How Overdrafts Affect Credit Scores

Overdrafts and Credit Scores

By Taylor Milam

Here's the quick take:

  • Overdrafts themselves don't get reported to credit bureaus
  • A bank could send unpaid overdrafts to collections, which would appear on your credit report
  • Unpaid overdrafts can also affect your ability to get accounts at other banks

If you’ve had to deal with overdraft fees, you’re not alone. According to a recent survey from the Consumer Financial Protection Bureau, Americans pay nearly $17 billion in overdraft fees each year. But here’s the good news — even though overdraft fees might hurt your wallet, they do not usually affect your credit score.

There’s nothing worse than having to pay fees you could have avoided. Whether you’re part of nearly 5% of Americans who chronically overdraft their checking accounts or the nearly 30% who make occasional mistakes, overdraft fees are never fun. Even worse, the fees can add up quickly.

Overdraft fees and your credit score

Rod Griffin, Director of Consumer Education and Awareness at Experian, explains, “Checking account overdrafts don’t affect credit scores, at least not directly. That’s a relatively frequent misperception.”

Because traditional credit scores are calculated using information from your credit history, your checking and savings account information is not usually included.

“You may get overdraft fees or other penalties from the bank, but because bank accounts aren’t included in your credit score, it wouldn’t affect your score,” says Griffin.

But what if overdraft fees end up in collections? According to Griffin, it still might not appear on your score.

Overdraft fees and collection agencies

“If banks pursue a collection agency, that collection account could end up on your score. ... In the past, banks may file a civil suit and pursue the overdraft account but last year (civil suits) were removed from appearing on credit reports.

But because we removed civil suits, it’s even less likely you would see overdrafts on your credit report,” explains Griffin.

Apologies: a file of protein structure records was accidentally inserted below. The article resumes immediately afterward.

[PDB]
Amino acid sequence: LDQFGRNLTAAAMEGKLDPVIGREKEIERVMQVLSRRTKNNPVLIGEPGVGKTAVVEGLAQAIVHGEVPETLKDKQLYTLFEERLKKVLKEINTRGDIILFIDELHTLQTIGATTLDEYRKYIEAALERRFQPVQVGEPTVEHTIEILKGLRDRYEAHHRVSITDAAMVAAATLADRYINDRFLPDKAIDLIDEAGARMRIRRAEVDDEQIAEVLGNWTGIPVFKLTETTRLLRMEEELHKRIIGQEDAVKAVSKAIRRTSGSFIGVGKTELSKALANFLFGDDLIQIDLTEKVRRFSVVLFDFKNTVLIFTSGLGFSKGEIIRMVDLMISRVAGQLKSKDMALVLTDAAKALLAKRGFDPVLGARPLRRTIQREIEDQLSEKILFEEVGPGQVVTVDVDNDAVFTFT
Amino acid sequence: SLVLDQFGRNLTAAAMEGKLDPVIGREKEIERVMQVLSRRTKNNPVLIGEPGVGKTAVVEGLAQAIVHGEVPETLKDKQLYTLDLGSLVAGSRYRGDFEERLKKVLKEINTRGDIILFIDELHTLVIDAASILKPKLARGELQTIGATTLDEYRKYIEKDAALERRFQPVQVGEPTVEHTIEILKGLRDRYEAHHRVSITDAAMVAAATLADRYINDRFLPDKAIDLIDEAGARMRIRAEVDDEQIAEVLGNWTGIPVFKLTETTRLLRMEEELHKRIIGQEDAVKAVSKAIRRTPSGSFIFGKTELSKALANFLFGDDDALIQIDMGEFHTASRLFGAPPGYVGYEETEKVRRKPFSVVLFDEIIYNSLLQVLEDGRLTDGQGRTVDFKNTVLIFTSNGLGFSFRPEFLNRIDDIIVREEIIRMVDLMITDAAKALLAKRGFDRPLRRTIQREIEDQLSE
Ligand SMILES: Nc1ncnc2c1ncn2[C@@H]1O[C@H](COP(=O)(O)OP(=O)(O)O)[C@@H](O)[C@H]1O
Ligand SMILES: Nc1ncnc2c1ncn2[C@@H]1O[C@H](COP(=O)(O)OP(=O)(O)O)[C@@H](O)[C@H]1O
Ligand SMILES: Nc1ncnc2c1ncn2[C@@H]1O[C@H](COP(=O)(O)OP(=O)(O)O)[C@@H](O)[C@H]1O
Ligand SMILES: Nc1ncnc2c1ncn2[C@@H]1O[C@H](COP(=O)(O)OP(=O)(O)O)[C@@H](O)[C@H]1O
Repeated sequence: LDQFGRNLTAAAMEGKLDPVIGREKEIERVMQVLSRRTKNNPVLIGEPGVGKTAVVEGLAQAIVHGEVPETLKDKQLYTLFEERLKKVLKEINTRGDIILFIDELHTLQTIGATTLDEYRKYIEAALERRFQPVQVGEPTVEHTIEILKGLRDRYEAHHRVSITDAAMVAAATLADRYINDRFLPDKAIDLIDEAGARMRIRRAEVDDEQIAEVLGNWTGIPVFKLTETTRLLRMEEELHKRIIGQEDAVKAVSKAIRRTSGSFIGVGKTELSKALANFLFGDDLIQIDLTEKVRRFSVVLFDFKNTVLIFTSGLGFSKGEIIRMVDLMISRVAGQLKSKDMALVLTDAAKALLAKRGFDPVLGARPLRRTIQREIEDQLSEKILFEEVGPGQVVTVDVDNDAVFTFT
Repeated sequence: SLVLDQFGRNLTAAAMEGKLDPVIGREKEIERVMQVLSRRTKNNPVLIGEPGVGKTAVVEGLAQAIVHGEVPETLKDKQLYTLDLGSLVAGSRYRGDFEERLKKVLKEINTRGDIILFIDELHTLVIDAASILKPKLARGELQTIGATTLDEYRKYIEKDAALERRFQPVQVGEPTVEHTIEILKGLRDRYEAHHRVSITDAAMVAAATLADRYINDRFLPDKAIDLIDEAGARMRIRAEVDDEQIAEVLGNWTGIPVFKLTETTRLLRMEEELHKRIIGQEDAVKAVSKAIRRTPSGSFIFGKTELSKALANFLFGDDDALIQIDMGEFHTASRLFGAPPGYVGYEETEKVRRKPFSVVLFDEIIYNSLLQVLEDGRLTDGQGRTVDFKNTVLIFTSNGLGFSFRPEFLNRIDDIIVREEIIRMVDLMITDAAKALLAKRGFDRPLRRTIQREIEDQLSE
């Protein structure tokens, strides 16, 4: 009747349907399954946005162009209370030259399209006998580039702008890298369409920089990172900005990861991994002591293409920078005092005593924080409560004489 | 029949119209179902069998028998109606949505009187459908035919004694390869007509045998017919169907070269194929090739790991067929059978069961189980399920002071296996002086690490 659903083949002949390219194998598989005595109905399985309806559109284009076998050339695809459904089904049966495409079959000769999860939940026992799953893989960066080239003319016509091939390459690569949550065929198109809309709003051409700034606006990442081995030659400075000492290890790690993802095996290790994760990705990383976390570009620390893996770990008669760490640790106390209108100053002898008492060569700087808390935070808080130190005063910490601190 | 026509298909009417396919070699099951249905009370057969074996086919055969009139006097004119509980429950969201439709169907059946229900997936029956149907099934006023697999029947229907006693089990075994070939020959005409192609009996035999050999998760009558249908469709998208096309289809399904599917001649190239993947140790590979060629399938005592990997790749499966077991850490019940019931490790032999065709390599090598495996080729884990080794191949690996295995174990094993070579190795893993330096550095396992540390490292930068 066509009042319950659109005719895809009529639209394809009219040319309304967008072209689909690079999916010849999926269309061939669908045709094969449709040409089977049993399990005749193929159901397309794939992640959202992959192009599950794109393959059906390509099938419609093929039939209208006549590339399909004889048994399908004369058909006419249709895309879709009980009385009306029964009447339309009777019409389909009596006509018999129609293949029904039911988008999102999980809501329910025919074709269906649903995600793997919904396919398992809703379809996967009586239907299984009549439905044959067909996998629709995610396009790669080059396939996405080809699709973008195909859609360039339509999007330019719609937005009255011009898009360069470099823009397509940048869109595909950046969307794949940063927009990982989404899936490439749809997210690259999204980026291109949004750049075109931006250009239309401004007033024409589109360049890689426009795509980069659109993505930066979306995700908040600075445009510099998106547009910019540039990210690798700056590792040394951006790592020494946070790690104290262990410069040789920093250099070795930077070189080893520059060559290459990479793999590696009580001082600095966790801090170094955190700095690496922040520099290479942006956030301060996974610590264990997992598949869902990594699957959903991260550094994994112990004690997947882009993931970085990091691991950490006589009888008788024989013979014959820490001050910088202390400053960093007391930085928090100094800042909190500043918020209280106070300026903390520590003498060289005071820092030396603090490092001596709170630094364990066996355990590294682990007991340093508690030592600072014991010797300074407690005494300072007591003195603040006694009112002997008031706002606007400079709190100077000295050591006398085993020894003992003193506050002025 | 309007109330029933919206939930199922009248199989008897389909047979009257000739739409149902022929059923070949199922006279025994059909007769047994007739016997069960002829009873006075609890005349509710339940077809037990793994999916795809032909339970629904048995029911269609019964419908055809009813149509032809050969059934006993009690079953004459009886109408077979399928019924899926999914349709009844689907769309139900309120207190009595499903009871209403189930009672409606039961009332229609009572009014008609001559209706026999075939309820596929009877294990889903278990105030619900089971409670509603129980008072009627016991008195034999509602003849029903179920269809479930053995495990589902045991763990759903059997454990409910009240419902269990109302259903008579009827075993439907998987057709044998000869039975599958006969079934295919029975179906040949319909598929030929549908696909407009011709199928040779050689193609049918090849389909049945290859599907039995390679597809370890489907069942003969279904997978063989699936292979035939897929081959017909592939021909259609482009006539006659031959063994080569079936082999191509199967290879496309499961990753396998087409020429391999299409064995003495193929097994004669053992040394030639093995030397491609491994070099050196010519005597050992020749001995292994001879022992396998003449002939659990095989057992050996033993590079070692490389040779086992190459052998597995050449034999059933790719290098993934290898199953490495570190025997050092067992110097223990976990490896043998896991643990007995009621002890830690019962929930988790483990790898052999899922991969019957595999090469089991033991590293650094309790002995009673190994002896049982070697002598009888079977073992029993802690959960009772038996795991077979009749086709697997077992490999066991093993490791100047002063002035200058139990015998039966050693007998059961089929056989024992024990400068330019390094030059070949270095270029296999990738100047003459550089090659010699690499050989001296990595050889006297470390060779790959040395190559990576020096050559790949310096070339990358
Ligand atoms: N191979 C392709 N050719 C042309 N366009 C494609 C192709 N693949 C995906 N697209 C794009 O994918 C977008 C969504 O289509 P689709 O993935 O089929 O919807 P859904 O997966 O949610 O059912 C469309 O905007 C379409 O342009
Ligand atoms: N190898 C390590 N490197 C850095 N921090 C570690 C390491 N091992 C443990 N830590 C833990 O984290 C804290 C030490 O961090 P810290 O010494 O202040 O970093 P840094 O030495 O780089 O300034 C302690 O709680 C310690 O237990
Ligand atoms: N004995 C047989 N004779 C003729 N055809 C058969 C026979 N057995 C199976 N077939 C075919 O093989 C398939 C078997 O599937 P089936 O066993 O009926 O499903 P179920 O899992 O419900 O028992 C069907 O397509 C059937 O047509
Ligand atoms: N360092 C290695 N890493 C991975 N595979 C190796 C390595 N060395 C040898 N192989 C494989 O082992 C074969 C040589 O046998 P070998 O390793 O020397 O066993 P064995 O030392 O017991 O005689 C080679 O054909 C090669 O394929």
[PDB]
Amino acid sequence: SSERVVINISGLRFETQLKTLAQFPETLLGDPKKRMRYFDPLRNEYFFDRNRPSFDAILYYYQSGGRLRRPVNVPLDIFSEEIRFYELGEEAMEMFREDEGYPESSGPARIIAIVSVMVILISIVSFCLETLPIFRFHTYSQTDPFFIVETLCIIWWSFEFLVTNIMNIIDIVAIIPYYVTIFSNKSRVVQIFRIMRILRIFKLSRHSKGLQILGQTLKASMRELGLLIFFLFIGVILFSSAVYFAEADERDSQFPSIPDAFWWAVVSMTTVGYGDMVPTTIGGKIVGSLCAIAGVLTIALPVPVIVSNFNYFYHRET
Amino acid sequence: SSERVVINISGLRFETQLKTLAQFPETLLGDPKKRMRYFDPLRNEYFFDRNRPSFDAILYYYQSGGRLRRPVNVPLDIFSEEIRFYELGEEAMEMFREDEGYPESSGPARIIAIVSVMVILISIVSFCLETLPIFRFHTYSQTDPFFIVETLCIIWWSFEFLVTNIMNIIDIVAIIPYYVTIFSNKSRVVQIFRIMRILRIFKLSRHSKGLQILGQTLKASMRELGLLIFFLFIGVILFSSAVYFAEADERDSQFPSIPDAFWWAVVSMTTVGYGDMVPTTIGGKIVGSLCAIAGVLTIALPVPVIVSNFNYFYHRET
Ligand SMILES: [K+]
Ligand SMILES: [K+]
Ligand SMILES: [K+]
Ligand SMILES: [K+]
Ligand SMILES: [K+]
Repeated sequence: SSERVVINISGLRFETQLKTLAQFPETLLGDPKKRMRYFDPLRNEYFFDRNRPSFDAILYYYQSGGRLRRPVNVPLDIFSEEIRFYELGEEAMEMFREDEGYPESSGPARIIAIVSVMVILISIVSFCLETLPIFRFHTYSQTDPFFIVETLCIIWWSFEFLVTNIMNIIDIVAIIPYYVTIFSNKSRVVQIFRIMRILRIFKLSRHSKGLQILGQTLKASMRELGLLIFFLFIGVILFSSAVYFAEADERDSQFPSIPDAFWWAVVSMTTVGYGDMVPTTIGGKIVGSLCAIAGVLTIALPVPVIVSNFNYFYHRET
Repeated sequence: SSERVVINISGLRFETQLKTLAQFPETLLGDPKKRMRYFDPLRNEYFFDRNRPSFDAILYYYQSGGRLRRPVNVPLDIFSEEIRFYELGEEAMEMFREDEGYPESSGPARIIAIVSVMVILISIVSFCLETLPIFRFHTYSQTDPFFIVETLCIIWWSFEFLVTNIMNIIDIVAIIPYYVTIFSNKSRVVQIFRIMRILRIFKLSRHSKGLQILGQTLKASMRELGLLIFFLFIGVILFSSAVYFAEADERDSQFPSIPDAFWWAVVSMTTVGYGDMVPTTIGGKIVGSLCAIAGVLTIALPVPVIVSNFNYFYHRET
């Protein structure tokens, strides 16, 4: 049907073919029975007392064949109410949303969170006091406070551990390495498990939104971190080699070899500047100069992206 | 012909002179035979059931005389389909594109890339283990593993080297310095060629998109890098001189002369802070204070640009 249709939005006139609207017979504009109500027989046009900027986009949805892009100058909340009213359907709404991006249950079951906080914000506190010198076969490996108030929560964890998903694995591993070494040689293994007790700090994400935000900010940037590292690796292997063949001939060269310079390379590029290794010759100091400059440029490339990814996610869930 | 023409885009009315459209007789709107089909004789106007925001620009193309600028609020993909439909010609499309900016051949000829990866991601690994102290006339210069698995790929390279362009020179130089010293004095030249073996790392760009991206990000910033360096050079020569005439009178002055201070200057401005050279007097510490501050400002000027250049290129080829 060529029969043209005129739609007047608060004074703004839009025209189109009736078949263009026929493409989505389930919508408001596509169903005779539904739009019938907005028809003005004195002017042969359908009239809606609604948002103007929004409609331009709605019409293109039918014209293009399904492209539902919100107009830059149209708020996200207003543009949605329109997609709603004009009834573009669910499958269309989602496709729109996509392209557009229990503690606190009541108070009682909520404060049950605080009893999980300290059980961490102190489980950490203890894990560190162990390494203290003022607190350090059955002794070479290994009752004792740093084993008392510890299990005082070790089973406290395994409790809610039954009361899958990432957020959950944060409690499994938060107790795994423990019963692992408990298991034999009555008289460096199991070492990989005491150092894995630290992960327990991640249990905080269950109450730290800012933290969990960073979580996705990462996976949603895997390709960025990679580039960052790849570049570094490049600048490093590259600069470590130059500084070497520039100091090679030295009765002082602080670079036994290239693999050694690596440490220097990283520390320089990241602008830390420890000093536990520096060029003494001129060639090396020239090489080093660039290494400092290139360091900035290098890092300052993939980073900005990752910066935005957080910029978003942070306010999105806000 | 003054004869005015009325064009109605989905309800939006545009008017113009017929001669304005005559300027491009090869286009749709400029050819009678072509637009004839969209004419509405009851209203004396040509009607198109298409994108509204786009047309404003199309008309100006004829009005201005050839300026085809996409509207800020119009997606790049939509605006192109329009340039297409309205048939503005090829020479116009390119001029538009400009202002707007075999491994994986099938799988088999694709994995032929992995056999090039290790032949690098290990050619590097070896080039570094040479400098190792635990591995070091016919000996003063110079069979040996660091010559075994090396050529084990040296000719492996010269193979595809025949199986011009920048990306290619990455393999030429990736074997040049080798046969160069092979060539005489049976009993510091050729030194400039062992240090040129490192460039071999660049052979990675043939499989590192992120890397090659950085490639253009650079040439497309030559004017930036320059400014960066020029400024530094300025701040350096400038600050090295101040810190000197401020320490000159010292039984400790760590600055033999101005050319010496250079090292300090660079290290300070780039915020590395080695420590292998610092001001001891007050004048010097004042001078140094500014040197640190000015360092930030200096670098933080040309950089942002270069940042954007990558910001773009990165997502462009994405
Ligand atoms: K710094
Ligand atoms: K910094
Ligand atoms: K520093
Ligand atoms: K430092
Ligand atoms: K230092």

However, if an overdraft fee is sent collections and appears on your credit report, it will stay on your report for seven years.

Griffin explains, “For a checking account, (the reporting period) would likely begin the date it was first listed as late.”

But even if overdraft fees aren’t reported to credit bureaus, they might be reported to debit bureaus.

Overdraft fees and debit bureaus

Debit bureaus are separate from credit bureaus. Debit bureaus collect and report banking information, like checking and savings accounts (and any associated fees).

“(Debit bureau reports) are important because they can affect your ability to have bank accounts or other types of financial agreements. ... If you want to open a new checking account with another bank, it might affect that,” explains Griffin.

If you’re concerned about what’s on your debit bureau report — or simply curious — you can get a free copy of your report once every twelve months.

Bottom line

Even though overdraft fees are frustrating and often expensive, they probably won’t affect your credit score.

But because financial services are often connected, it’s still a good idea to monitor your fees and pay them as fast as possible. Your future self will thank you.

About the Author

Taylor Milam is a personal finance writer who has also written for Credit Karma, Chime, Acorns and Policy Genius, among others.

Written on December 26, 2018

Self Lender is a venture-backed startup that helps people build credit and savings. Comments? Questions? Send us a note at hello@selflender.com.

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